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Book: Helmet for My Pillow – Veteran’s Day 2019

Hell of book to finish right before Veteran’s Day. So many good quotes:

– Nor was my squad troubled by racial or religious bigotry. We had no “inner conflict,” as the phrase goes. These things happen most often in the imagination of men who never fought. Only rear echelons with plenty of fat on them can afford such rich diseases, like an epicure with his gout.

– The man who has had it roughest is the man to be most admired. Conversely, he who has had it the easiest is the least praiseworthy.

– It is an American weakness. The success becomes the sage. Scientists counsel on civil liberty; comedians and actresses lead political rallies; athletes tell us what brand of cigarette to smoke.

– A soldier’s pack is like a woman’s purse: it is filled with his personality. I have saddened to see the mementos in the packs of dead Japanese. They had strong family ties, these smooth-faced men, and their packs were full of their families.

– Smell, the sense which somehow seems a joke, is the one most susceptible to outrage. It will give you no rest. One can close one’s eyes to ugliness or shield the ears from sound; but from a powerful smell there is no recourse but flight.

– Charlie did not kill many people, but, like Macbeth, he murdered sleep.

– This was no feeling of dedication because it was absolutely involuntary. I do not doubt that if the Marines had asked for volunteers for an impossible campaign such as Guadalcanal, almost everyone now fighting would have stepped forward. But that is sacrifice; that is voluntary. Being expended robs you of the exultation, the self-abnegation, the absolute freedom of self-sacrifice. Being expended puts one in the role of victim rather than sacrificer, and there is always something begrudging in this.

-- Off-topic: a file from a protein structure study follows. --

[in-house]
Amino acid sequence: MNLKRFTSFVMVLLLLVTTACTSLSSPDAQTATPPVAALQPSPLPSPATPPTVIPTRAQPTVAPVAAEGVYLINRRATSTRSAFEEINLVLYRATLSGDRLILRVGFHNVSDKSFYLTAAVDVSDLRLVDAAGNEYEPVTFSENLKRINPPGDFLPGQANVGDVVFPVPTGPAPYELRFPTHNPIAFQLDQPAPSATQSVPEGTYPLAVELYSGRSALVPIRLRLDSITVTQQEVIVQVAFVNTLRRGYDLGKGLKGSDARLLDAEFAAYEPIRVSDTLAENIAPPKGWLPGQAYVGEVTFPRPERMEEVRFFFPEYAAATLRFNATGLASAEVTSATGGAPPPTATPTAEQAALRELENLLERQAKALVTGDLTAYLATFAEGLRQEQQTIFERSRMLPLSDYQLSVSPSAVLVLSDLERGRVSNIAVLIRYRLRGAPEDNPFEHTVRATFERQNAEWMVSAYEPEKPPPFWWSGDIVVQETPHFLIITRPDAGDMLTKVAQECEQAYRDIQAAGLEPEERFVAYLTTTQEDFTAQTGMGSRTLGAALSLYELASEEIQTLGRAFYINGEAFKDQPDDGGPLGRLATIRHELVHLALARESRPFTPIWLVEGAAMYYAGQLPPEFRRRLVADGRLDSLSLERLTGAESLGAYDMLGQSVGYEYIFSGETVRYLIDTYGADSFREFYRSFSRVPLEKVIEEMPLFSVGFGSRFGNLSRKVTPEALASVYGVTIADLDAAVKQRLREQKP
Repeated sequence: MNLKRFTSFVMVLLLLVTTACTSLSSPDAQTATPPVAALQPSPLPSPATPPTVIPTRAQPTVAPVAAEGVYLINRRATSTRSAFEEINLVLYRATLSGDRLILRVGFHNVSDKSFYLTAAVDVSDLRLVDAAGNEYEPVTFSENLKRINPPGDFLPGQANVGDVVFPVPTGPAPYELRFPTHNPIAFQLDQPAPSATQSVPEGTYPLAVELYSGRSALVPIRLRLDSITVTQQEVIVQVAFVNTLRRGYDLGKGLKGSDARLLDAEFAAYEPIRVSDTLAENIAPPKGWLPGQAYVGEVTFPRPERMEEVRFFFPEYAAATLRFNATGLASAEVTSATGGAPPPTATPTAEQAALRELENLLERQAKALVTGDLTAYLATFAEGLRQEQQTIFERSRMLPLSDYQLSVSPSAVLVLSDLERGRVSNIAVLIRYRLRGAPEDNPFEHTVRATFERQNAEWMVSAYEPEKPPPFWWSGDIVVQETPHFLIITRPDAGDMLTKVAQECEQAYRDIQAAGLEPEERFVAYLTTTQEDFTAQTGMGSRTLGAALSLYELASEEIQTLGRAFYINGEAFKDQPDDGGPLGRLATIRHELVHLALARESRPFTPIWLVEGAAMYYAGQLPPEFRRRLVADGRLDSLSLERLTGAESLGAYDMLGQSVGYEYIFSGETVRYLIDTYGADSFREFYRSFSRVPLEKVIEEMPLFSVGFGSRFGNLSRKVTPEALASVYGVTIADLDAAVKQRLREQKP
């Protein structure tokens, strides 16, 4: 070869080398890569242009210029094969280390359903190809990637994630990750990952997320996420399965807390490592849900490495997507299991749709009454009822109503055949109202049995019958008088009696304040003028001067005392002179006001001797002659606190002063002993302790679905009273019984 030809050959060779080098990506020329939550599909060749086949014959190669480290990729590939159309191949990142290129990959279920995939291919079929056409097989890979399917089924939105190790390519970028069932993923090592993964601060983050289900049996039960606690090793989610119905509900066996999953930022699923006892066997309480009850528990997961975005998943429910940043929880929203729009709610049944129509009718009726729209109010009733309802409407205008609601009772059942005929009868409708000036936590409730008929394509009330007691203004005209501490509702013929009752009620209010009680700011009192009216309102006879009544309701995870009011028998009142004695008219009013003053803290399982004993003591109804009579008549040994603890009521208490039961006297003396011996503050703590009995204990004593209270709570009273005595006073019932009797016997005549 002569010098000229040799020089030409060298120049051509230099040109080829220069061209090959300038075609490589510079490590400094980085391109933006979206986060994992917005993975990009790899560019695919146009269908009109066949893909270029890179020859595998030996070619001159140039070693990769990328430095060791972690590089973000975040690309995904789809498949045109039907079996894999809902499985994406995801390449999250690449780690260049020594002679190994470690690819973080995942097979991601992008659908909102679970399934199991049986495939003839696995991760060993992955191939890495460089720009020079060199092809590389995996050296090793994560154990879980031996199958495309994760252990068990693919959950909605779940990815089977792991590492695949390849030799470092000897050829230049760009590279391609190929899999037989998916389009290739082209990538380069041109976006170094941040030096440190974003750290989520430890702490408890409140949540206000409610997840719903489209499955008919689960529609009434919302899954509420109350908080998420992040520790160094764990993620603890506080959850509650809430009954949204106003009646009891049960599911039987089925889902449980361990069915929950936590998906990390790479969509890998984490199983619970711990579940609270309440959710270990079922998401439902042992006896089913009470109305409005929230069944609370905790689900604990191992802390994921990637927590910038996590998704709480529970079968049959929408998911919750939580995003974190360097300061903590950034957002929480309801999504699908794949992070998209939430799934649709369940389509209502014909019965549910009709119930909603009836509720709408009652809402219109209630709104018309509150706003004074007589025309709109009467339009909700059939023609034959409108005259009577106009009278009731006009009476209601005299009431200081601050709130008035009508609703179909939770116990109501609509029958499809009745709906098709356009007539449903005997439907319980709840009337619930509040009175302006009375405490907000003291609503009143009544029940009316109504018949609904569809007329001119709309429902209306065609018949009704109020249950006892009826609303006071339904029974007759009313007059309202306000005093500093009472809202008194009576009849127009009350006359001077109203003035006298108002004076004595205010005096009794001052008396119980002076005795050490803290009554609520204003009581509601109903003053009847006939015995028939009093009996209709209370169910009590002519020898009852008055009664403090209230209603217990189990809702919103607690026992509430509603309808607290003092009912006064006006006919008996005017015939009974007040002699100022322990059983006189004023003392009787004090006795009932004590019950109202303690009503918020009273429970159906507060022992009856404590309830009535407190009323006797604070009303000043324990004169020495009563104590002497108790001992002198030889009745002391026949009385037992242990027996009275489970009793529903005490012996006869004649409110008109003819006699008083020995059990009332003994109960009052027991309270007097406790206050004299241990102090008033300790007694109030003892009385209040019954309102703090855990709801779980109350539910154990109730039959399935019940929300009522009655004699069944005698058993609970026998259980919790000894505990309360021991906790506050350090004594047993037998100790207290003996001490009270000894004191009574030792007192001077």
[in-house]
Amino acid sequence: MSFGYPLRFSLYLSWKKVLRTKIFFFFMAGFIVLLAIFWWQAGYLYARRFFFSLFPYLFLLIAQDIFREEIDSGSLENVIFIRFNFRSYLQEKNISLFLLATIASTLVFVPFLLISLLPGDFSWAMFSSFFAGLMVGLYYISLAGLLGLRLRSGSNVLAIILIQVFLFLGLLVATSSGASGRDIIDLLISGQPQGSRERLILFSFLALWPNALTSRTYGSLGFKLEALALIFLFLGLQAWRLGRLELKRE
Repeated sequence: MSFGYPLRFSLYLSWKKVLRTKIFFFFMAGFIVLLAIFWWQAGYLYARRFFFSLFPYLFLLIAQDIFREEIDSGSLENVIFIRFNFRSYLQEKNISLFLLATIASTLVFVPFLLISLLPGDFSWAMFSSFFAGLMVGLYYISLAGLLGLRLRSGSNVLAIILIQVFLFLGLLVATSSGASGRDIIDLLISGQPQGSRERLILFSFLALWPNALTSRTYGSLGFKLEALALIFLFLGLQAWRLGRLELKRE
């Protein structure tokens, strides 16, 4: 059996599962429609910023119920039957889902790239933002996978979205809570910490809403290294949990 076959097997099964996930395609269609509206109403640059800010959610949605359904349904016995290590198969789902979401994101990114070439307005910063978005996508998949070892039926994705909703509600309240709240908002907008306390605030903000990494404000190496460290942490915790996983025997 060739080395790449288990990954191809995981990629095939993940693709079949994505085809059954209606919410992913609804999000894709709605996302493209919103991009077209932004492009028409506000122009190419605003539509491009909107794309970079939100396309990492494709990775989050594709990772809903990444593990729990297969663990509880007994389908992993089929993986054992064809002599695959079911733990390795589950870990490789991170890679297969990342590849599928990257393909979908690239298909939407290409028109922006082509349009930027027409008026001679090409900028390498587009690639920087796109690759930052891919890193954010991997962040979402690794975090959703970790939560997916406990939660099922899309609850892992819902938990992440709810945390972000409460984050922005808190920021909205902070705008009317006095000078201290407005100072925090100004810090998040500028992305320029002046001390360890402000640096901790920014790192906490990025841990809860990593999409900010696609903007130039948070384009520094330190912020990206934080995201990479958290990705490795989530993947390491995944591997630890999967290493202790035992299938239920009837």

– upon that change he passes over to the ranks of the Old Salts and ceases to be a Boot forever. Youth rebels and age conserves; between them, they advance. The Marines will cease to win battles the moment either camp achieves clear-cut ascendancy.

– when a map and a compass come into contact with a second lieutenant, prepare yourself for confusion.

– My eyes having adjusted to the gloom, I found myself in a room about twenty feet by fifteen, into which a murky light sneaked through a rectangle of thick glass high in one wall.

– We devoured the food. What a banquet! Here was the lowly hot dog, but it was spiced with risk, flavored with prohibition and washed down with the nectar of a watering mouth.

– Keep it up, America, keep telling your youth that mud and danger are fit only for intellectual pigs.

– Naval shells hissed shoreward in the air above us. Those of us who had been on Guadalcanal, remembering our own ordeal with naval bombardment, could spare a pang of pity for the foe—

– I turned to go, and as I did, nearly stepped on someone’s hand. “Excuse me,” I began to say, but then I saw that it was an unattached hand, or rather a detached one. It lay there alone— open, palm upwards, clean, capable, solitary. I could not tear my eyes from it. The hand is the artisan of the soul. It is the second member of the human trinity of head and hand and heart. A man has no faculty more human than his hand, none more beautiful nor expressive nor productive. To see this hand lying alone, as though contemptuously cast aside, no longer a part of a man, no longer his help, was to see war in all its wantonness; it was to see the especially brutal savagery of our own technique of rending, and it was to see men at their eternal worst, turning upon one another, tearing one another, clawing at their own innards with the maniacal fury of the pride- possessed. The hand saddened me and I offered it a respectful inclination of the head while recovering my balance and making a careful circle around it.

– Racehorse drew his pistol and laid it against the driver’s head and said, “Get youah ass moving,” and the driver quickly shifted gears and drove frontward with a roar. Racehorse had won a Navy Cross for his bravery on Guadalcanal. He won another on Peleliu, but it was awarded posthumously. He perished attacking a pillbox, may he rest in peace.

– Rutherford had said, “See you in the old home town.” But now I would go home alone. May he rest in peace.

– Heroes turn traitor, warriors age and grow soft— but a victim is changeless, sacrifice is eternal.

– now pray in the name of Chuckler and Hoosier and Runner, in the name of Smoothface, Gentleman, Amish and Oakstump, Ivy- League and Big- Picture, in the name of all those who suffered in the jungles and on the beaches, from Anzio to Normandy— and in the name of the immolated: of Texan, Rutherford, Chicken, Loudmouth, of the Artist and White- Man, Souvenirs and Racehorse, Dreadnought and Commando— of all these and the others, dear Father, forgive us for that awful cloud.

https://en.m.wikipedia.org/wiki/Helmet_for_My_Pillow?wprov=sfla1

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The Will to Survive